to deny accusations that its
real interest in trying to
resolve most conflict
situations is to secure
business deals for itself and
South African businesses.
Despite these denials there
is increasing evidence to
support this assertion. Earlier
this year President Thabo
Mbeki sacrificed New Year’s
celebration in what was
reported to be a peace effort
in Sudan.
The actual, or should we
say hidden or parallel, motive
for such a huge sacrifice was
later revealed when it was
reported that South African
and Sudan have agreed on oil
exploration initiatives.
The country’s influential
business daily newspaper,
the Business Day, reported
the following about the
agreement: “The agreement
was reached during a threeday visit by Mbeki to Sudan
last week and signals SA’s
growing
interest
in
expanding its African oil
exploration activities. SA has
expressed similar interest in
the Equatorial Guinea and
Angolan oilfields.” Mind
you, South Africa is also
actively involved in efforts to
mediate peace efforts in
Equatorial Guinea.
The changing face of
African politics, with some
countries emerging as major
powers in their own right,
presents a challenge for
initiatives such as the ASF,
and activists and analysts
such as Fofana, to also look
critically at all the players and
their interests in so-called
peace initiatives.
Failure to also take a critical
look at the damaging and selfserving role of certain African
powers is as dangerous as
endorsing old stereotypes
that African people like
engaging in conflict because
of their genetic make-up.
Some African countries need
to be added to the list of
those who benefit from peace
efforts.
As Fofana said, economic
interests are central to most
conflicts. And economic
interests remain selfinterested, irrespective of
whether they are pursued by
western powers or Africans.
5 e Forum Social Mondial
Porto Alegre, 26 - 31 janvier 2005
Hip-hop linking Afro-Brazilialns to Africa
in the global struggle against capitalism?
By Magari Mandebvu
FOR a group of youth from the
favela of Belem in Sao Paolo, it
is their point of contact with
their Afro-Brazilian identity and
a point of integration in the
wider world.
They came to Porto Alegre
with a co-ordinator of the
Espaco da Convivencia
Meninos e Meninas do Belem,
Maria Cecilia Oliveira, who
explains that Brazilian hip-hop
has its origins in the AfroBrazilian experience of poverty
and marginalisation.
For a long time it was ignored
by the mainstream culture, but
of late the mass media have
tried to present a more
‘representative’ image of
multiracial and multicultural
Brazil. The trouble is that the
logic of the methods of TV,
radio and other mass media
make it easy to present more
black faces, but automatically
edit, sanitise, commercialise
and usually debase the
message of those black people.
Hip-hop has suffered from
this commercialisation, just as
rap music, originating in the
ghetto, has done in North
America. However, the tradition
still exists in the Hip-Hop
Movement of Brazil, many of
whose member groups are
performing informally at the
Forum. There have also been
analytical discussions of
Brazilian hip-hop, but those did
not speak to the youth the way
the music itself does.
Africa does still have a great
opportunity to help members of
the diaspora in the Americas,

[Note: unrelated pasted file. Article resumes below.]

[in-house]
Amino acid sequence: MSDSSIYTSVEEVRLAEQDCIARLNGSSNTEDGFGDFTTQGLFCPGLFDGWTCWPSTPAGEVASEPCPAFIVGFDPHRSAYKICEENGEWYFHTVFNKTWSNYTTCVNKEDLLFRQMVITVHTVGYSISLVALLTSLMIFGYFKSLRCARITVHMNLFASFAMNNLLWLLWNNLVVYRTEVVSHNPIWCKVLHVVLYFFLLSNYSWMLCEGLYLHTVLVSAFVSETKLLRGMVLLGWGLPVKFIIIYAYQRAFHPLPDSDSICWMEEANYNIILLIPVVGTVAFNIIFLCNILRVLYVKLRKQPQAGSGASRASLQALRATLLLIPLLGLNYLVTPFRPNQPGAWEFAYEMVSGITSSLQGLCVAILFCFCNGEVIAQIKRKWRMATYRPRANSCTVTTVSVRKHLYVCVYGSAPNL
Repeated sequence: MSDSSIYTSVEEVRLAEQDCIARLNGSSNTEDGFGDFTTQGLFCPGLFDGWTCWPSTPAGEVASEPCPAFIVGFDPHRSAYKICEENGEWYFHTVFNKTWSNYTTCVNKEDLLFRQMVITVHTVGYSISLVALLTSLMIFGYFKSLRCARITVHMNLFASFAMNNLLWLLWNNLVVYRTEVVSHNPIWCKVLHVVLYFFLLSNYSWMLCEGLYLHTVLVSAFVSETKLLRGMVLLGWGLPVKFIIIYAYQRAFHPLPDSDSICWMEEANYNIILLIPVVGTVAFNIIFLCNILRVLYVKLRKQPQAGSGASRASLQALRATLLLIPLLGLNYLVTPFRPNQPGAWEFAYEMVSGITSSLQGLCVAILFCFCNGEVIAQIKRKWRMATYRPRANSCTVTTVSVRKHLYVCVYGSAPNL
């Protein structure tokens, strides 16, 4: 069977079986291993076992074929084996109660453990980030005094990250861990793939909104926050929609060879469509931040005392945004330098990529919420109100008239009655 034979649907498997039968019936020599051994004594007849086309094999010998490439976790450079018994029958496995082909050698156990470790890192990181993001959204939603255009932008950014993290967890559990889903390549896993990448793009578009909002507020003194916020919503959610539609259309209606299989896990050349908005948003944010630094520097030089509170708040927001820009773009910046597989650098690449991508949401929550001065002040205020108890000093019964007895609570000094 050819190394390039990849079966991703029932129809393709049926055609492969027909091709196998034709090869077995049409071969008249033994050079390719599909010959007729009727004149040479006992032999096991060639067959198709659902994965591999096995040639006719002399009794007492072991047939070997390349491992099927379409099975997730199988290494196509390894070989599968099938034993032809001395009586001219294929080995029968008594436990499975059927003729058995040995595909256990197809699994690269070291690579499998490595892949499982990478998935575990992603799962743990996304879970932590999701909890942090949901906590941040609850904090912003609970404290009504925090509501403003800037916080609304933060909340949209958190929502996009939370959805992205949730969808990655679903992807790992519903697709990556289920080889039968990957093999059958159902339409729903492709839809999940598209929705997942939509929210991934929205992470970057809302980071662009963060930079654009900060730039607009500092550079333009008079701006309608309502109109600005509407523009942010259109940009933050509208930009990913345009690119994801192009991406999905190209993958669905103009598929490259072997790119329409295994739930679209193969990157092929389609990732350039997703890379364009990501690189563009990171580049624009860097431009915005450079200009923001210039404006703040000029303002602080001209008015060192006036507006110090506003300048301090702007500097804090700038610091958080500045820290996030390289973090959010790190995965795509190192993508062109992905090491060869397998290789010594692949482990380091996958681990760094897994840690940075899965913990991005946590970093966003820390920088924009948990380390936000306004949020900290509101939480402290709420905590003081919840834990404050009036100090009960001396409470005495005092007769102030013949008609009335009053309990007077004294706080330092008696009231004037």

such as the youth of Belem, to
find their identity and their
voice. Afro-Brazilians are nearer
to their real roots than are most
black north Americans: their
musical instruments, their style
of music and dance, their
traditional religion and other
features of their culture show
that it is strongly rooted in
Angola.
They may not know the
ancestor(s) who crossed the
ocean, but they do know where
their original home is. There lies
a great opportunity for Africa,
and especially African
participants at this Forum, to
help these long-lost brothers
and sisters find themselves,
find their voice and strengthen
our common voice declaring
that another world is possible.
Lula successfully wades off protesters
By Viriato Tamele
IN THE morning of 27 of
January, most of the
participants at WSF2005 in
Porto Alegre were converging
at Estádio Gigantino to witness
the launching of the Global Call
to Action against poverty.
I was late and feared that my
entry into Gigantino was no
longer guaranteed. While in the
taxi it was broadcast on the
radio that President Lula, who
was a guest at the launch, was
now heading for the stadium.
My fears increased and I told
the taxi driver to take me
directly to the entrance number
two where my invite spelt out
was reserved for express entry
for invited guests. In an attempt
to find a shortcut, the taxi driver
got lost and we had to go back
and jostle our way in the traffic
jams. Fortunately for me, I
arrived before Lula.
I witnessed crowds outside
the stadium who were
demonstrating against him
alleging that he had changed
since he took over as President
of Brazil. This destabilised me
because I did not know what
was going to happen if this was
going to be the atmosphere
inside.
Entry was punctuated by
anxious moments as I had to go
through what I viewed as tight
security, a price that I had to
pay for seeking VIP treatment
as spelt out on my invite.
Once inside, I could not
ignore the PT red colours on
flags, banners and T-shirts.
There was an electrifying
atmosphere as people danced
to the rhythm of an orchestra
that was performing for guests.
Lula eventually took to the
stage was accompanied by
African Social Forum (ASF)
activists Thomas Deve, Wahu
Kaara and Coumba Toure. The
latter were speakers while the
latter was active behind the
scenes as he was part of a G
CAP hosting committee that
had met President Lula on
Crowd demonstrating over Lula
entering Gigantinho stadium.
This was indeed a proud
moment for Africa and added
to the credibility of the ASF as
a pioneer for the WSF
processes in different parts of